Taking Aim at Recent Legislative Proposals to Curb Gun Violence from Mental Illness: A Second Amendment Response
18 Pages Posted: 14 Feb 2016
Date Written: February 12, 2016
The Consortium for Risk-Based Firearms Policy’s report “Guns, Public Health, and Mental Illness: An Evidence-Based Approach for State Policy” has furthered an important conversation at a critical time, because mental health and firearms law are emerging areas of American jurisprudence. Written by an attorney who has represented hundreds of patients alleged to be suffering from a mental illness, and who has represented numerous rehabilitated individuals in firearm rights restoration proceedings, this Article criticizes the Consortium’s Report for consistently seeking to redirect the restoration process away from courts into the territory of mental health professionals. Specifically, three of the Report’s principal recommendations should be reconsidered. First, the majority of federal circuit courts that have decided the issue have held that temporary detention does not impose a federal firearms disability; therefore, firearm rights restoration petitions that arise from temporary detention should not be subject to time-based jurisdictional limitations. Second, testimony of a mental health professional should not be a jurisdictional prerequisite for courts to conduct firearm rights restoration hearings. And third, the prospective removal of firearms from an individual with or without a warrant should not be imposed absent an order of involuntary commitment where the individual has received due process. These proposals reflect underappreciation for, and an occasional misunderstanding of, the practical and legal realities of firearms rights restoration proceedings. Moreover, their ability to withstand Second Amendment scrutiny is subject to doubt.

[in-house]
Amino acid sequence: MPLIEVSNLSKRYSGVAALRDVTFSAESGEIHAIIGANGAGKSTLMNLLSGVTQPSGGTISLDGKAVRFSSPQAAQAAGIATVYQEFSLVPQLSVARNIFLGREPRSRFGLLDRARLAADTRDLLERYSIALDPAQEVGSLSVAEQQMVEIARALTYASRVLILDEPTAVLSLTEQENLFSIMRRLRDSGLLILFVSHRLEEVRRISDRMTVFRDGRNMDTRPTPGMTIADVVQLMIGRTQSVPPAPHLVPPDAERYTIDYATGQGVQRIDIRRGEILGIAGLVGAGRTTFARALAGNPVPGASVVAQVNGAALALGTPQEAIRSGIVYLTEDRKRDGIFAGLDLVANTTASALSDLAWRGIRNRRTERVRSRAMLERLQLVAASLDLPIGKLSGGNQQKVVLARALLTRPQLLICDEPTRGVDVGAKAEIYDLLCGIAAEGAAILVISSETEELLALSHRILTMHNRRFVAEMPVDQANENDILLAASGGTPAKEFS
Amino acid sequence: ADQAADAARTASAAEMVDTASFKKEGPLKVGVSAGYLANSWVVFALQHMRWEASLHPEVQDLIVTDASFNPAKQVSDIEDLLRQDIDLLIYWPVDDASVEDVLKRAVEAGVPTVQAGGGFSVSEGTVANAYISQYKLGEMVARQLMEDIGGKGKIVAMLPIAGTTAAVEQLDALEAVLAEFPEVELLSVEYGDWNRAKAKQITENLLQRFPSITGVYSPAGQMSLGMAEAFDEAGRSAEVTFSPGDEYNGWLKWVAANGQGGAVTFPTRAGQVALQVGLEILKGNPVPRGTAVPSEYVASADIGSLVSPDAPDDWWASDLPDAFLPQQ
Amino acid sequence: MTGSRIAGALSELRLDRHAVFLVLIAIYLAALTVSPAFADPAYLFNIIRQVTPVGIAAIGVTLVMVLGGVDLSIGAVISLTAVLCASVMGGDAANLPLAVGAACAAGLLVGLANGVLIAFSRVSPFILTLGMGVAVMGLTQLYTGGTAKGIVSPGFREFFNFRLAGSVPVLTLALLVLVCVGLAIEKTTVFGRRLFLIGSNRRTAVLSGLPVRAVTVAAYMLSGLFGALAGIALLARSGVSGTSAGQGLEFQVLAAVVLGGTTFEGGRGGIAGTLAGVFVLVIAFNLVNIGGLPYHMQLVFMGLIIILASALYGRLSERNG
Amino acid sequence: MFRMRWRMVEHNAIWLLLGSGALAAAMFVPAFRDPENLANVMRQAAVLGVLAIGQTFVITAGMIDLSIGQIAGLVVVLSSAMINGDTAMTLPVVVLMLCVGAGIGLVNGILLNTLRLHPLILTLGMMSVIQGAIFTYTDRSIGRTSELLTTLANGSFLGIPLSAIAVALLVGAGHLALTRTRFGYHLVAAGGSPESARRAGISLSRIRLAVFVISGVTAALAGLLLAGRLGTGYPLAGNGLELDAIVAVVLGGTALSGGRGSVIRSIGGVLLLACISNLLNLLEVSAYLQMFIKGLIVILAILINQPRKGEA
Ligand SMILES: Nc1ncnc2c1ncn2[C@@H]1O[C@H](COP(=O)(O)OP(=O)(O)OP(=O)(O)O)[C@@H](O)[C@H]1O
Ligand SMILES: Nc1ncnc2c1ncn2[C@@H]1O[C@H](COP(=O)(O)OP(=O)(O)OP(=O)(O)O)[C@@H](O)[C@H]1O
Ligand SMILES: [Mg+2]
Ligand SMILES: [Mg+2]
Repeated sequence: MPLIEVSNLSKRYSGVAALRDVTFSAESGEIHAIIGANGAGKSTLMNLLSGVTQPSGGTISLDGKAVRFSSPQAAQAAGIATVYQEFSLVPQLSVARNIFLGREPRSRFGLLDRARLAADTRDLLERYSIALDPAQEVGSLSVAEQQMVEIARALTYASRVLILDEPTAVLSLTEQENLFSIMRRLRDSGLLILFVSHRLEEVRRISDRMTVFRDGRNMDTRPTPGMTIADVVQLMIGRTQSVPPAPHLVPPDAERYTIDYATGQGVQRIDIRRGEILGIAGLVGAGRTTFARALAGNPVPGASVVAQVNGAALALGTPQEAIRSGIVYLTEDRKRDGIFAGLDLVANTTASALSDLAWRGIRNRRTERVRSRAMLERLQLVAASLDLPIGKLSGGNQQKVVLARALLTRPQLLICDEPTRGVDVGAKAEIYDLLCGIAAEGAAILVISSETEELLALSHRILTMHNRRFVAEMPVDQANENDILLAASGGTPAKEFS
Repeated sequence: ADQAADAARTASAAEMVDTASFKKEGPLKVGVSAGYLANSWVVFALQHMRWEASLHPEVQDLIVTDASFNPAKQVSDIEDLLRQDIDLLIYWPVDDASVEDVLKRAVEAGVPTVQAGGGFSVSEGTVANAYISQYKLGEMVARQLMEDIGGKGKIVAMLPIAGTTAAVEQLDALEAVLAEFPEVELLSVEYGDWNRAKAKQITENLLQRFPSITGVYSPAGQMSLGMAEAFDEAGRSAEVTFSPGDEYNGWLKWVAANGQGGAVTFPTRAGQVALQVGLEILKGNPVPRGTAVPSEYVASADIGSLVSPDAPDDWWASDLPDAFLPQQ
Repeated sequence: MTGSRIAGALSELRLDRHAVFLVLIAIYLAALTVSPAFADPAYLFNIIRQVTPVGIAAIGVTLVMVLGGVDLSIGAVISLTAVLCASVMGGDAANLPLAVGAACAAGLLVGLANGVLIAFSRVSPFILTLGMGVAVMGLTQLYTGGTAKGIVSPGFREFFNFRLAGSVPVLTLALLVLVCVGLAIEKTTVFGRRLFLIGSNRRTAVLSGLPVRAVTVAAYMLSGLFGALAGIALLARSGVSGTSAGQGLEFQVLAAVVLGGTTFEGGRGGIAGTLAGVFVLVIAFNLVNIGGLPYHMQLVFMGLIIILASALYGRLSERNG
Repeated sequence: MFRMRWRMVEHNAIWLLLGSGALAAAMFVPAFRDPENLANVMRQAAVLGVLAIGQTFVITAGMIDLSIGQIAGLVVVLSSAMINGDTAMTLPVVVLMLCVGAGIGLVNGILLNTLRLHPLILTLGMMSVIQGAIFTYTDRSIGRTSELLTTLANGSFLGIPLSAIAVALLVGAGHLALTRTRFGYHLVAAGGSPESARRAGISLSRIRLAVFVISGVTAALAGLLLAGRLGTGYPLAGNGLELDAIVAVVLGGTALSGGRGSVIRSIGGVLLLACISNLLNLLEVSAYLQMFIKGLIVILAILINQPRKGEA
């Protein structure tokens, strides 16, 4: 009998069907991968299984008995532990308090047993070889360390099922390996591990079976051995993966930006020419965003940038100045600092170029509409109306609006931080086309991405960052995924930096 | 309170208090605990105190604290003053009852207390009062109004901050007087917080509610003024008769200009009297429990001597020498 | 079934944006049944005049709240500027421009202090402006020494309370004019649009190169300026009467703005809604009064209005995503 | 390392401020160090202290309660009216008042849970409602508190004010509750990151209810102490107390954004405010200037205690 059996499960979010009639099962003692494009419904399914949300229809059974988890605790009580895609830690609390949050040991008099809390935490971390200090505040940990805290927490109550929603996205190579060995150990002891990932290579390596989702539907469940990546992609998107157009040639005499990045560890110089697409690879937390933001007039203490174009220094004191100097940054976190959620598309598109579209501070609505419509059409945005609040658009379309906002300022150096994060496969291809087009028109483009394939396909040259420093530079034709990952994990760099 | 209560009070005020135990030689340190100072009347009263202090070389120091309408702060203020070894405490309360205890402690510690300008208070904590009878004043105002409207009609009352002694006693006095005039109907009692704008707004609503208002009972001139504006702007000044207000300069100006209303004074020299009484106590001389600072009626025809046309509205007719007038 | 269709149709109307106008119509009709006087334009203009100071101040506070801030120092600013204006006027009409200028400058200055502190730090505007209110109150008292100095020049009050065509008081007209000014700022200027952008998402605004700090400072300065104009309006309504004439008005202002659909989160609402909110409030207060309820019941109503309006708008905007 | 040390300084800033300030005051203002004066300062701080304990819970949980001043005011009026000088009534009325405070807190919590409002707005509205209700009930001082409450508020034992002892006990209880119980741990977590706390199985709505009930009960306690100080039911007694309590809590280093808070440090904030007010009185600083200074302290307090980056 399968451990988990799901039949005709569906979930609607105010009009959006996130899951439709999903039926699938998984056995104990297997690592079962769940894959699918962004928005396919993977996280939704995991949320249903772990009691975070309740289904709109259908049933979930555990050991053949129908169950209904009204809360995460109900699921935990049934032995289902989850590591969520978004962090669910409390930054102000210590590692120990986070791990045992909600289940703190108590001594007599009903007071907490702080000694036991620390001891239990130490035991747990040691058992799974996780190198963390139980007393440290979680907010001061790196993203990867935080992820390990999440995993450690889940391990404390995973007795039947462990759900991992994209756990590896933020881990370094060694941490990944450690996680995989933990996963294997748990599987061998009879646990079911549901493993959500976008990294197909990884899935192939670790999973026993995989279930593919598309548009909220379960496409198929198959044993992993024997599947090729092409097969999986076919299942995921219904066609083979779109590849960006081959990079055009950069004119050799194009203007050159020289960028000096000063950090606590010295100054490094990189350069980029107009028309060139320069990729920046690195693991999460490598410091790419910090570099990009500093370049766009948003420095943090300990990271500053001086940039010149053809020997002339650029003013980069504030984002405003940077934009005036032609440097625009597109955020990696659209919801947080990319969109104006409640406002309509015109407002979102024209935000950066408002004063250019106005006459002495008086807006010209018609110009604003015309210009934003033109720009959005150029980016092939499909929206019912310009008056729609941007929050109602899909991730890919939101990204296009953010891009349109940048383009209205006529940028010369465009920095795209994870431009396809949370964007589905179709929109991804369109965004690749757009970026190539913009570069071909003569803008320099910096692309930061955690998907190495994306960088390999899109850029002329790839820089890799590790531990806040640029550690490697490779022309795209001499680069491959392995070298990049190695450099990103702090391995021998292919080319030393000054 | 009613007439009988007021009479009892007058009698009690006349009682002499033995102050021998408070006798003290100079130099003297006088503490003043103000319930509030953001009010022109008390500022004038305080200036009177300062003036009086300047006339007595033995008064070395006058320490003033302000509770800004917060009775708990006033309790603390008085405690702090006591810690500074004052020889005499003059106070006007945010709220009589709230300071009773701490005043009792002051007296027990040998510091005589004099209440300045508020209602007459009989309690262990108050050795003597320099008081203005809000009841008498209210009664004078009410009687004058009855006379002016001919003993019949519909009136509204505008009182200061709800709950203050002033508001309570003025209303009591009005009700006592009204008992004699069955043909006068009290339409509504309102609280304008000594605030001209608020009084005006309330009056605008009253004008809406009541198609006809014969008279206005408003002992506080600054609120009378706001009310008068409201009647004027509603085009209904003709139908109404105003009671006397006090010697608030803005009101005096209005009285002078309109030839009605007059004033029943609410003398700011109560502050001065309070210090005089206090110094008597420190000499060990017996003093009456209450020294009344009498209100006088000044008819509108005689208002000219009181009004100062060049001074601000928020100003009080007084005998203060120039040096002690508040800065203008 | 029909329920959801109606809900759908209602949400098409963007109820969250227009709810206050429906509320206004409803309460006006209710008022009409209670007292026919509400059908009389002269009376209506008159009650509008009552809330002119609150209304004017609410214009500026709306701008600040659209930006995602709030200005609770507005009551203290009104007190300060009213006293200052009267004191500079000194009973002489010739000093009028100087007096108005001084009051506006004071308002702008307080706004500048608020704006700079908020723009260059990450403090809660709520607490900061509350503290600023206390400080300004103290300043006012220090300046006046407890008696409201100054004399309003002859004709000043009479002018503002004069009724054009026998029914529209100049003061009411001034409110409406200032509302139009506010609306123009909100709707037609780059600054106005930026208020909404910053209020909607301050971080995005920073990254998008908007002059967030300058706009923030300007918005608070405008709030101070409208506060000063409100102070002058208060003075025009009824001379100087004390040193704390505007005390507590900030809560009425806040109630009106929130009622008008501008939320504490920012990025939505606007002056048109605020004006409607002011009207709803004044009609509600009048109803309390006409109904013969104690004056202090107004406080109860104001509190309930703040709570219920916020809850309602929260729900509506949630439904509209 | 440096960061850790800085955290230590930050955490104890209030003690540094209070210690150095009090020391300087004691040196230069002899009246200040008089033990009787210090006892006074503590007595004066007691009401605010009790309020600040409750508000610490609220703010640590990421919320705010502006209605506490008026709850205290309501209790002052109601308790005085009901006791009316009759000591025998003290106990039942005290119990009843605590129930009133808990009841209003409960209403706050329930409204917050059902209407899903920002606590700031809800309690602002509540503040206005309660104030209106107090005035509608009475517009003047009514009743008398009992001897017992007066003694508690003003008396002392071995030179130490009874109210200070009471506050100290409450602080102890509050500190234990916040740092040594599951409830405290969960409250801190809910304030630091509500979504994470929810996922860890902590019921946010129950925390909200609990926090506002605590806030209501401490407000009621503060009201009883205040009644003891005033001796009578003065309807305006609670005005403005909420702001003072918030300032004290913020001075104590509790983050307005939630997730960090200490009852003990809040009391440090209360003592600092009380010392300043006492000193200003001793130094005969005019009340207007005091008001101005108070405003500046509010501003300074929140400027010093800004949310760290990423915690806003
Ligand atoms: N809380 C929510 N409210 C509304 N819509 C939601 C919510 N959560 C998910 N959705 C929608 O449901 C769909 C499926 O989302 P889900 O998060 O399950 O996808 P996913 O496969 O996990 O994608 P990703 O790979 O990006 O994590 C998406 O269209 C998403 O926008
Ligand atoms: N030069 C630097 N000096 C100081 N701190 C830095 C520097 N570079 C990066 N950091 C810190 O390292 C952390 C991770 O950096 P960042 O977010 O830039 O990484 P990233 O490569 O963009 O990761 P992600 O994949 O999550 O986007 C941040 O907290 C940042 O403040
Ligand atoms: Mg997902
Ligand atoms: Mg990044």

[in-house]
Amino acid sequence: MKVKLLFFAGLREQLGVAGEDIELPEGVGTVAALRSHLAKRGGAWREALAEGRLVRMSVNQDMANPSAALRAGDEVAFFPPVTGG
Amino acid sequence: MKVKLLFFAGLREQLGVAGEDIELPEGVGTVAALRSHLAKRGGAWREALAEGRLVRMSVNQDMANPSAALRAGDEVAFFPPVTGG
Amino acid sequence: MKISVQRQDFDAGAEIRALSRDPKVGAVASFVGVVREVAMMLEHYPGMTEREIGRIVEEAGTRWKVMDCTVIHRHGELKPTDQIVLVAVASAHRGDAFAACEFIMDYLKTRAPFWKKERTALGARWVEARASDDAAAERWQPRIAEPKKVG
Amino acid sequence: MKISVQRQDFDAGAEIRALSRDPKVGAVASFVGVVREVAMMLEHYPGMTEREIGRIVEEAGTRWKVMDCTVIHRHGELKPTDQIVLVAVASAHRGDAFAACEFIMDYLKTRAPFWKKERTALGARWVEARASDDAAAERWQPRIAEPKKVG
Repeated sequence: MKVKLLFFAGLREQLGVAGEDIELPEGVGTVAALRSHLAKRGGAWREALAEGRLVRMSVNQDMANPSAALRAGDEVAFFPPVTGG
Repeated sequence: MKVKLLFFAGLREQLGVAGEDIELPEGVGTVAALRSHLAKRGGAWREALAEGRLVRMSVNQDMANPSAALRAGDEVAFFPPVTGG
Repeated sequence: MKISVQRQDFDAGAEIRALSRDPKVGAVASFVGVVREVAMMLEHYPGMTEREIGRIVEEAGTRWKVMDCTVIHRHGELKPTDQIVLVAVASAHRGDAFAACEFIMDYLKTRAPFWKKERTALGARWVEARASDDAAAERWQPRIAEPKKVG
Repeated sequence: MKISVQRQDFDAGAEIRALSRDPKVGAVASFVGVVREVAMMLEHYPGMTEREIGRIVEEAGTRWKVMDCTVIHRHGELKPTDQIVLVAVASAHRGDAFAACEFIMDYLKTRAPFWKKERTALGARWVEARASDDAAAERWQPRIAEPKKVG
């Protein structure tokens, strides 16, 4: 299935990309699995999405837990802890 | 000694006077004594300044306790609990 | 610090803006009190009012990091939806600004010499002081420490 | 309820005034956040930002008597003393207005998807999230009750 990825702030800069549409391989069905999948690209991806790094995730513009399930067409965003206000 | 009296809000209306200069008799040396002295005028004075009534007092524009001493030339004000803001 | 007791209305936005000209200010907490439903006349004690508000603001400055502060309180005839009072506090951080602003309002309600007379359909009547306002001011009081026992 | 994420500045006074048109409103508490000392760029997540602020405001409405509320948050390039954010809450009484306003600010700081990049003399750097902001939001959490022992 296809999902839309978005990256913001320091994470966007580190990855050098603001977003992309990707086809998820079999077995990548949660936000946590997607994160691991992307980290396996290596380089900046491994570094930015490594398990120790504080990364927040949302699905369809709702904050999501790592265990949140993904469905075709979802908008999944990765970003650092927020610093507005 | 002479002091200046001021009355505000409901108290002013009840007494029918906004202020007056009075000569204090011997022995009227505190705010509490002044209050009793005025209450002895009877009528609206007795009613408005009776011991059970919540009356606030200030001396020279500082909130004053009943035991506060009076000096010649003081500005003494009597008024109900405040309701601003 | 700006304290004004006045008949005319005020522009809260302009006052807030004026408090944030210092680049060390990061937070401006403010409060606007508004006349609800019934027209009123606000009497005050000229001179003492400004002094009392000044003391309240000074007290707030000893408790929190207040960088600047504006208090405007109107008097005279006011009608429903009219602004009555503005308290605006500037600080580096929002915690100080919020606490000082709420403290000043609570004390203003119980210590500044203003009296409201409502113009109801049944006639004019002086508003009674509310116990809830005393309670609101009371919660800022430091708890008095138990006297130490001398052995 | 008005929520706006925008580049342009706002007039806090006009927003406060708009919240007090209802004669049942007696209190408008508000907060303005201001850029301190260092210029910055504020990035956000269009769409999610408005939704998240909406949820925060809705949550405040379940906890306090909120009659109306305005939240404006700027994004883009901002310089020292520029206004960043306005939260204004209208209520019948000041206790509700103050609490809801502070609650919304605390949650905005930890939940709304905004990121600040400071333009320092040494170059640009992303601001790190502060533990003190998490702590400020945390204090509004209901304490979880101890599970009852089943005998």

Keywords: mental health, involuntarily commitment, firearms disabilities, firearm rights restoration, due process, Virginia
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